Bride and Prejudice

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It was only a matter of time before the West got hip to the cheesy charms of Bollywood cinema. Indian audiences have come to demand maximum value for their moviegoing dollar, and they usually get it, with lavish, bargain-produced entertainment that aims to provide something for everyone. Try smashing The Godfather together with Titanic, Singin’ in the Rain and Love Story, and you might come up with your average Bollywood epic. If that’s a little too heavy, try a comedy: you’re likely to get Meet the Parents crossed with Never Been Kissed and There’s Something About Mary, with a few of The Matrix’s action scenes and some dance numbers á la Janet Jackson (sans exposed nipple, of course). In a Bollywood flick, it might take three and a half hours, but the guy always gets the girl, the supporting characters are always over-the-top and the world is usually saved from nuclear annihilation.

So who better to bring Bollywood to English-speaking audiences than Gurinder Chadha, director of the feel-good, cross-cultural, clichéd but exuberant hit Bend It Like Beckham. For Bride and Prejudice, Chadha has mashed-up some genres of her own choosing: Bollywood epics, British domestic comedies, Grease-era Hollywood musicals and modern-day Jane Austen updates. The plot loosely follows the latter influence, with the impossibly lovelorn Lalita (Aishwarya Rai) trying to choose the right man while struggling with her parents’ wishes, her sisters’ schemes and the unwanted advances of a corny potential suitor (Nitin Ganatra). It doesn’t help that neither of the Western men in her life seems like a perfect guy, at least at first: Will Darcy (Martin Henderson) is a conceited American heir to a hotel fortune, and Johnny Wickham (Daniel Gilles) is a hunky slacker Brit who may or may not be hiding something under his laid-back backpacker exterior.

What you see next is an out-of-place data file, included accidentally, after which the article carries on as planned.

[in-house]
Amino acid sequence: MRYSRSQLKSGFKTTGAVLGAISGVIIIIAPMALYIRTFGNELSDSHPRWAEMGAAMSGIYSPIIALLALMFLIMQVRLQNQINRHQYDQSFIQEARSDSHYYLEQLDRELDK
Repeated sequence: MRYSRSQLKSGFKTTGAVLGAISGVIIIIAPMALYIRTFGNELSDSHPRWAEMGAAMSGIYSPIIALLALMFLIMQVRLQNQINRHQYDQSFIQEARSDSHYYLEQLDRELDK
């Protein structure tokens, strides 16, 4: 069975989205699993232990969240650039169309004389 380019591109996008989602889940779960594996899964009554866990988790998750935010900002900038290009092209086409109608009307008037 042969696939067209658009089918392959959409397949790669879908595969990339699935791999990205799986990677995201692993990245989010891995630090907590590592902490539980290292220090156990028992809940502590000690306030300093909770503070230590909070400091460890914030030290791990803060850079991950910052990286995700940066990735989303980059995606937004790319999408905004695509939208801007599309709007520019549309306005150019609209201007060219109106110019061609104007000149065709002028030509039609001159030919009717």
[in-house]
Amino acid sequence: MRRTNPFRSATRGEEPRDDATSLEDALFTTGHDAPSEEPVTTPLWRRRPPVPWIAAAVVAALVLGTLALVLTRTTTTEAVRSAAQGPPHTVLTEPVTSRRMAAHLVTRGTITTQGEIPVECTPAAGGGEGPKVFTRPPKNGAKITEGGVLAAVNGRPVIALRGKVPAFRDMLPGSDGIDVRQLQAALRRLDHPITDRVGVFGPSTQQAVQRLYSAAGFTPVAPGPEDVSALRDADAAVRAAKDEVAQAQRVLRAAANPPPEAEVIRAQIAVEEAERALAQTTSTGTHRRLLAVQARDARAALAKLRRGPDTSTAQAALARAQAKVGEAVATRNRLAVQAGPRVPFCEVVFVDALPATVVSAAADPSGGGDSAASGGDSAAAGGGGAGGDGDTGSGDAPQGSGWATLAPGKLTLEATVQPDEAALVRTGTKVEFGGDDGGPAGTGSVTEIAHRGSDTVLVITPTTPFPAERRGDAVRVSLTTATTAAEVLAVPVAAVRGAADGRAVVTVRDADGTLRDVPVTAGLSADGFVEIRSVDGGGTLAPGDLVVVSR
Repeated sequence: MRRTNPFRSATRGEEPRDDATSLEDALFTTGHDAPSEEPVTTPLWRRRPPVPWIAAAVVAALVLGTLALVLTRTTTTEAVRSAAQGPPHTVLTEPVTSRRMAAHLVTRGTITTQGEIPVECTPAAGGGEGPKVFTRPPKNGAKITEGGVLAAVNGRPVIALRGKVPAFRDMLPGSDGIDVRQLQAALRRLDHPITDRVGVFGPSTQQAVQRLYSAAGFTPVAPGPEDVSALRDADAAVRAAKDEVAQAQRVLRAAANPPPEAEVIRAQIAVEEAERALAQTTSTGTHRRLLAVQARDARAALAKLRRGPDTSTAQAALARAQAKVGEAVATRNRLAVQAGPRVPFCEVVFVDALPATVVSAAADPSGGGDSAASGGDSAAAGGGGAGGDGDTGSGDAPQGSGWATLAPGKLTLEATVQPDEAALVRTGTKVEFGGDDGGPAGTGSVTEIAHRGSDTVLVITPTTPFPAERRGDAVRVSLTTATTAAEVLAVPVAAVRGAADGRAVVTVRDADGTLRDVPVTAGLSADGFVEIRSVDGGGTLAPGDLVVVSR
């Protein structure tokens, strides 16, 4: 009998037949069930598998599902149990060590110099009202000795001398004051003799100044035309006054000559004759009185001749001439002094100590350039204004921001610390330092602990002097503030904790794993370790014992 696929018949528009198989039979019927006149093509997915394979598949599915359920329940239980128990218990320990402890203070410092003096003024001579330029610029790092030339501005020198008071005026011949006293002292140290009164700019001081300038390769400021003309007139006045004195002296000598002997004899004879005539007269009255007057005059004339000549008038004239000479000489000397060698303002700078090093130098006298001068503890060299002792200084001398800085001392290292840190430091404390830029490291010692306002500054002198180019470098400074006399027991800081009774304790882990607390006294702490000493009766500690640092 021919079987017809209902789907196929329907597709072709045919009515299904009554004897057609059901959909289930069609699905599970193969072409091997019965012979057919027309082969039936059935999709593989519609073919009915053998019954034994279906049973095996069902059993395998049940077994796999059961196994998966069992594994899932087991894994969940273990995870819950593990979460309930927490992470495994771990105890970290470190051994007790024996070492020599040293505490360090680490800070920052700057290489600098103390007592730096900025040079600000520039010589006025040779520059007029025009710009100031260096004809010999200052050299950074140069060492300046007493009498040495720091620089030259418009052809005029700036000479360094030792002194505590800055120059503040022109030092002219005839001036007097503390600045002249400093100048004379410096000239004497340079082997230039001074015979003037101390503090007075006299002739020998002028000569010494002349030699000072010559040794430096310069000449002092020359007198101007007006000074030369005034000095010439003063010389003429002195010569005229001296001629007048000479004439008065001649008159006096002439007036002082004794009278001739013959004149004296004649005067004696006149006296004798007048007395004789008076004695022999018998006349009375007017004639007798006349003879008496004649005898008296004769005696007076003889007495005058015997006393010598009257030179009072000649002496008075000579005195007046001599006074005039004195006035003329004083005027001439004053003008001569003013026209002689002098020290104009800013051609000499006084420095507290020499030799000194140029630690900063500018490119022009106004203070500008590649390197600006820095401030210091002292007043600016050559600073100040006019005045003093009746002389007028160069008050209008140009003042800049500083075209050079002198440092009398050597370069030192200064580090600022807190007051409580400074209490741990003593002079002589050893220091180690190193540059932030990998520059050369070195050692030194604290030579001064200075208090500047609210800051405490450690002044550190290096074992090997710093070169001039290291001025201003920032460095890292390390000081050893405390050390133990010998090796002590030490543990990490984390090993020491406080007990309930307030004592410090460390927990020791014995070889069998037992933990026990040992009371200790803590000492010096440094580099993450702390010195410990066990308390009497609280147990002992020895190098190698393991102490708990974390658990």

So far, nothing too out of the ordinary — but what sets the film apart are its musical numbers. At any point the characters are liable to break into song: at a party, out in the street or in the privacy of their bedroom. At times, it’s exhilaratingly corny. When Lalita and her sisters start crooning in a crowded marketplace and all the men selling their wares join in, the film takes its place alongside classic musicals, Hollywood, Bollywood or otherwise. Unfortunately, the fun drains out of the film after about 40 minutes or so. Perhaps predictably, once the setting changes from India to America and/or Britain, the plot becomes repetitive, the dialogue awkward and the musical numbers lifeless. When Lalita and Will stroll down a Los Angeles beach and come across a full gospel choir arbitrarily perched atop of a set of cheap bleachers, you know the filmmakers have cashed in their chips. For all its touchy-feely cheesiness, Bend It Like Beckham succeeded on the strength of its spot-on characterizations and heartfelt lead performances. Unfortunately, by trying to juggle Bride and Prejudice’s elaborate musical numbers with down-to-earth characters, Chadha loses sight of both.

 

Showing at the Maple Art Theater (4135 W. Maple Rd., Bloomfield Hills). Call 248-263-2111.

Michael Hastings writes about film for Metro Times. Send comments to letters@metrotimes.com.

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